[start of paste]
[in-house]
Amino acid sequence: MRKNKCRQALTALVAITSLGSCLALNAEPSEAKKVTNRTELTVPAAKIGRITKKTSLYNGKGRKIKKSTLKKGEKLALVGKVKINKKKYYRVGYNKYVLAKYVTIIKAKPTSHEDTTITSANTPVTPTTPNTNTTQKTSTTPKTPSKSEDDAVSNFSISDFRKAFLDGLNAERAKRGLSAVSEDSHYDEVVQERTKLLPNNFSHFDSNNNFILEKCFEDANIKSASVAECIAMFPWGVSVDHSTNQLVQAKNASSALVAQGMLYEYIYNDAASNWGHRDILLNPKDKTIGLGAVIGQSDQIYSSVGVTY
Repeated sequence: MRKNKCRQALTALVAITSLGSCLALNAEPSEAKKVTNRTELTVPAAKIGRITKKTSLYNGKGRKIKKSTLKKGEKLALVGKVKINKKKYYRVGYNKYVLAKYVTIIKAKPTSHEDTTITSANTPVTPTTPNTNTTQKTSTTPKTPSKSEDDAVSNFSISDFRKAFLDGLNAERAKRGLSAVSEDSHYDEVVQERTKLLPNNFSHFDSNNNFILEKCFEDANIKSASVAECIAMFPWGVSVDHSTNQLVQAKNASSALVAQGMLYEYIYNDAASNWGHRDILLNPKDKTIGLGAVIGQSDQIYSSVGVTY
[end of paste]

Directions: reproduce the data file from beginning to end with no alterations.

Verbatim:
[in-house]
Amino acid sequence: MRKNKCRQALTALVAITSLGSCLALNAEPSEAKKVTNRTELTVPAAKIGRITKKTSLYNGKGRKIKKSTLKKGEKLALVGKVKINKKKYYRVGYNKYVLAKYVTIIKAKPTSHEDTTITSANTPVTPTTPNTNTTQKTSTTPKTPSKSEDDAVSNFSISDFRKAFLDGLNAERAKRGLSAVSEDSHYDEVVQERTKLLPNNFSHFDSNNNFILEKCFEDANIKSASVAECIAMFPWGVSVDHSTNQLVQAKNASSALVAQGMLYEYIYNDAASNWGHRDILLNPKDKTIGLGAVIGQSDQIYSSVGVTY
Repeated sequence: MRKNKCRQALTALVAITSLGSCLALNAEPSEAKKVTNRTELTVPAAKIGRITKKTSLYNGKGRKIKKSTLKKGEKLALVGKVKINKKKYYRVGYNKYVLAKYVTIIKAKPTSHEDTTITSANTPVTPTTPNTNTTQKTSTTPKTPSKSEDDAVSNFSISDFRKAFLDGLNAERAKRGLSAVSEDSHYDEVVQERTKLLPNNFSHFDSNNNFILEKCFEDANIKSASVAECIAMFPWGVSVDHSTNQLVQAKNASSALVAQGMLYEYIYNDAASNWGHRDILLNPKDKTIGLGAVIGQSDQIYSSVGVTY